To discuss whats happening in the Muslim world and what can we do about it.
Wednesday, 27 July 2016
Mass murderers have one thing in common - and it's not a 'women's problem'
One night last week, Mohamed Lahouaiej Bouhlel deliberately drove a lorry into crowds of people celebrating Bastille Day on the seafront in Nice. Eighty-four people died, including 10 children. The terrorist organisation Isil claimed responsibility for the attack but French investigators have not disclosed any direct evidence of a link.
What has emerged in the days since, is Bouhlel’s undisputed history of domestic abuse. "He beat his wife, my cousin, he was a nasty piece of work’" said a relative of his estranged spouse. Similar stories emerged last month after Omar Mateen murdered 49 people at gay club Pulse in Orlando. His ex-wife claimed that he beat her and denied contact with her family and friends during the four months they lived together. She was rescued by relatives, who she says literally dragged her from his arms.
A third would-be jihadist, Man Haron Monis, was on bail after being charged with more than 40 counts of sexual assault when he took hostages in a coffee shop in Sydney in December 2013. Monis was also charged with being an accessory to the murder of his ex-wife, who had been stabbed 18 times and set alight in the stairwell of an apartment block. Monis and two of his hostages died when the siege was ended by armed police.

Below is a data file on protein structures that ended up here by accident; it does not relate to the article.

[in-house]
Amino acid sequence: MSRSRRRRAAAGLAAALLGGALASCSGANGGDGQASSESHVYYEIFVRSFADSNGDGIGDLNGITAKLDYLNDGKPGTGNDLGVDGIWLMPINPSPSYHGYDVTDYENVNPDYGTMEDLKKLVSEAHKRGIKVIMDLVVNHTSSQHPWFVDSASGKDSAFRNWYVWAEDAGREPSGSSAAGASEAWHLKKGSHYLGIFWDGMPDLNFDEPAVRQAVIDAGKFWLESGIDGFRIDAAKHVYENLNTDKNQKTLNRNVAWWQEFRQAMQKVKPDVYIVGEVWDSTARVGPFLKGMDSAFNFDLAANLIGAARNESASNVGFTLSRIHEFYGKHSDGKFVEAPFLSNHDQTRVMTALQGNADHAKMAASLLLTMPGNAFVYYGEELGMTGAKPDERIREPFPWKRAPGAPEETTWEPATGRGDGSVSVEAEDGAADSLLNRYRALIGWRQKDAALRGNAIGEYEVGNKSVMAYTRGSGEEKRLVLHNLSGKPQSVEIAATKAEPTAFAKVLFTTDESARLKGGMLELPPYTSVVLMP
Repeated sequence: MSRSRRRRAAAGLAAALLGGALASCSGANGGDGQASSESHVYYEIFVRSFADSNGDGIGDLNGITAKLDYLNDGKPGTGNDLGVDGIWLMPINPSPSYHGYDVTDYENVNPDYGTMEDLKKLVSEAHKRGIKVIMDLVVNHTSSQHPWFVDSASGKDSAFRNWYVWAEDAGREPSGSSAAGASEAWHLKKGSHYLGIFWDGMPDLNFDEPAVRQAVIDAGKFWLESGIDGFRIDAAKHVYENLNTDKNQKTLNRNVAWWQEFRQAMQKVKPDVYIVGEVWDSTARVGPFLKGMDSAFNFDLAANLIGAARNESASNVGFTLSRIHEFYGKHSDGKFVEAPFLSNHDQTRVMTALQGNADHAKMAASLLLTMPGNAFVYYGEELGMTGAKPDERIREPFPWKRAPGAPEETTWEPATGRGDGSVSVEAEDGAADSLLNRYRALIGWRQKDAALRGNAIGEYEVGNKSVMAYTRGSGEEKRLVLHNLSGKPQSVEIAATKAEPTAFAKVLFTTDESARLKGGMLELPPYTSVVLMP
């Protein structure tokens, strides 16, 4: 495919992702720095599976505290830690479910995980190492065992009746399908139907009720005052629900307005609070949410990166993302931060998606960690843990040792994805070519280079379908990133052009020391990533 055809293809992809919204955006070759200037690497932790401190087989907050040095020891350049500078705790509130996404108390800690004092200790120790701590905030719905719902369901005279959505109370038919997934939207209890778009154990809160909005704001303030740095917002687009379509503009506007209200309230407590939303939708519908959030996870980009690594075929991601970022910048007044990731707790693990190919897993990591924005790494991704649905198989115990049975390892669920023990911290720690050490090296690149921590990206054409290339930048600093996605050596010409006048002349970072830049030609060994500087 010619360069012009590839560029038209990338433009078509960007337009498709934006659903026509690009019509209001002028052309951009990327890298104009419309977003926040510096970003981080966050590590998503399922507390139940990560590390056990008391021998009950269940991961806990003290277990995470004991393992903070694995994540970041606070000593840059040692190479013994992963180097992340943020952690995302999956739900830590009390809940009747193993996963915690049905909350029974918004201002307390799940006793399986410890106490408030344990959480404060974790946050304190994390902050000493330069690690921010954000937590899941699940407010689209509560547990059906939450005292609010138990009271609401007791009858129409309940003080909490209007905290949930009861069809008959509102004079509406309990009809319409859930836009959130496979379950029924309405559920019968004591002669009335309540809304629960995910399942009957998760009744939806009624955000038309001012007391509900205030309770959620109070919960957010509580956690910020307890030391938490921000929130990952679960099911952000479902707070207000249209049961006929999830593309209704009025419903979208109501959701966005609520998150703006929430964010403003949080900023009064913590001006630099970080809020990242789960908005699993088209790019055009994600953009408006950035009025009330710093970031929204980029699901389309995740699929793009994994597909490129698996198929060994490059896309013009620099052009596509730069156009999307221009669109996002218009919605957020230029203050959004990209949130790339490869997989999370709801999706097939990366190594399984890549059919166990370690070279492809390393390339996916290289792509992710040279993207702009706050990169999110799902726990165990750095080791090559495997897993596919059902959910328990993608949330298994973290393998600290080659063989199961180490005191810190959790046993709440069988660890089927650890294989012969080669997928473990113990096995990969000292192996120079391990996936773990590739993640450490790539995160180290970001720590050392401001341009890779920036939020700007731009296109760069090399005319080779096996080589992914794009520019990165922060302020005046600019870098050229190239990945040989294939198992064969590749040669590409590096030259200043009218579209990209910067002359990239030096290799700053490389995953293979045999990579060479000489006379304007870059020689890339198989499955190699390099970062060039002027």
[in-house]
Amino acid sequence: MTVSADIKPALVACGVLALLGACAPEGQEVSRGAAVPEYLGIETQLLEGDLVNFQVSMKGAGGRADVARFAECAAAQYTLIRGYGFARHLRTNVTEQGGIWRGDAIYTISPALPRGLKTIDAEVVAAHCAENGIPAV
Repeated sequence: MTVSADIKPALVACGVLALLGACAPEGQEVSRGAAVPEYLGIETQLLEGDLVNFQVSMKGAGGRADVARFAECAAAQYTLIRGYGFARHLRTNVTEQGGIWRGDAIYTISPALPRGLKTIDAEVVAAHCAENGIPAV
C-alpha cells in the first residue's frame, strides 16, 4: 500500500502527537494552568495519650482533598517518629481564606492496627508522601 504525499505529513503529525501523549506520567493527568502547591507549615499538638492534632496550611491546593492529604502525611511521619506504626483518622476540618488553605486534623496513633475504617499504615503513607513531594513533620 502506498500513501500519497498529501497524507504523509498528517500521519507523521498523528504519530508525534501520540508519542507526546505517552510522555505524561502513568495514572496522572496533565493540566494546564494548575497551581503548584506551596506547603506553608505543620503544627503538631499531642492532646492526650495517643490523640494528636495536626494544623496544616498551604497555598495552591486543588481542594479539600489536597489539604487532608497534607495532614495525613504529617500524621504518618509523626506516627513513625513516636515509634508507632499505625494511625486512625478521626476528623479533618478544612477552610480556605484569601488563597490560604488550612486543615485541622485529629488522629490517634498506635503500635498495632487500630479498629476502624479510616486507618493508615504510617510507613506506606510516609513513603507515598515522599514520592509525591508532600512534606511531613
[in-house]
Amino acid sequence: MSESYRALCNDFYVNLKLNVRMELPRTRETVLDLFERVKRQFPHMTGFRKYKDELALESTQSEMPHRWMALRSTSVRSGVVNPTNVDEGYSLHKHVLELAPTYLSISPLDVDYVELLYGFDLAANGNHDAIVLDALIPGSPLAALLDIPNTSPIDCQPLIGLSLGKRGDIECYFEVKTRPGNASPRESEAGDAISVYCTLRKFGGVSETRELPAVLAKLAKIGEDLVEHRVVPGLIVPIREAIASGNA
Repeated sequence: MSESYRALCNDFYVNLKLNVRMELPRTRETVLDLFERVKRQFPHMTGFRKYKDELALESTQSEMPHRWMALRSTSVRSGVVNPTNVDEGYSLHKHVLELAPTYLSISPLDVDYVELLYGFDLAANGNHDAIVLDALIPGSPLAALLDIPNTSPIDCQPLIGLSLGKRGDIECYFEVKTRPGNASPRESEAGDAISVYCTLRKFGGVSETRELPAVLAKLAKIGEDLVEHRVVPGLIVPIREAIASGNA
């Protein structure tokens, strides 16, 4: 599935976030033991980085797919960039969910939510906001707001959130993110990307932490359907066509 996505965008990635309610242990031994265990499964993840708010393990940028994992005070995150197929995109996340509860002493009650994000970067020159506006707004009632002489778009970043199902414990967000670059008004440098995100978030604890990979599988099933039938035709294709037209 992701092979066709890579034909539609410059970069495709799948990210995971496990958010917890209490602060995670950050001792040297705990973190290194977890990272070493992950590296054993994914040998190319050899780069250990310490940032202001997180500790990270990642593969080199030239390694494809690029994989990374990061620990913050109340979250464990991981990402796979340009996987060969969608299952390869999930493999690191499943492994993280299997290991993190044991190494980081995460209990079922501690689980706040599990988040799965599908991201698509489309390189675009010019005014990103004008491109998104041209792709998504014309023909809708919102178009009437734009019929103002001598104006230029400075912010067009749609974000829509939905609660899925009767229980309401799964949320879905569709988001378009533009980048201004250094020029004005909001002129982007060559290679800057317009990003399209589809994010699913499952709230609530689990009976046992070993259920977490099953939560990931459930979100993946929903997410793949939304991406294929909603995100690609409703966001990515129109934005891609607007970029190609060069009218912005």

These ‘lone wolf’ attacks are a nightmare for the police and intelligence services, who are more used to tracking groups of young men in contact with known jihadists, or who have returned from Syria. Men who are planning attacks apparently out of the blue are harder to detect, which is why the common factor of domestic abuse is so important. In each case, these mass attacks on strangers appear to represent an escalation of violent impulses they liberally indulged at home until their wives (understandably) left them.
Crucially, it links them to other mass killers who don’t try to dress up their murderous rage as a political act. It's important to spell out: this isn't an issue focused on those with Muslim backgrounds. Violence against family members and deep-rooted misogyny have been implicated in several of the worst mass shootings in the US, including the school massacre in Sandy Hook, Connecticut, in December 2012.
When Adam Lanza opened fire on teachers and children as young as six, he had already left his mother dead in bed at home. Nancy Lanza, who suffered from multiple sclerosis, was shot four times in the face by her son, offering a shocking glimpse into his matricidal fury.
Elliot Rodger, who killed six people in California two years ago, made no secret about his seething hatred of women in a video he left behind. Rodger stabbed and shot his victims, as well as hitting several people with his car before killing himself. "I don’t know why you girls aren’t attracted to me but I will punish you all for it," he declared on film. "You will finally see that I am, in truth, the superior one, the true alpha male."
Islamist terror groups offer young men with a record of petty crime an opportunity to re-invent themselves first as victims and then as holy warriors. They are exploiting men who flatly refuse to come to terms with the modern world, with results almost too horrific to contemplate.
Other angry men don’t even bother to claim an ideology, but the link between domestic violence and acts of inhumane political terrorism can no longer be ignored.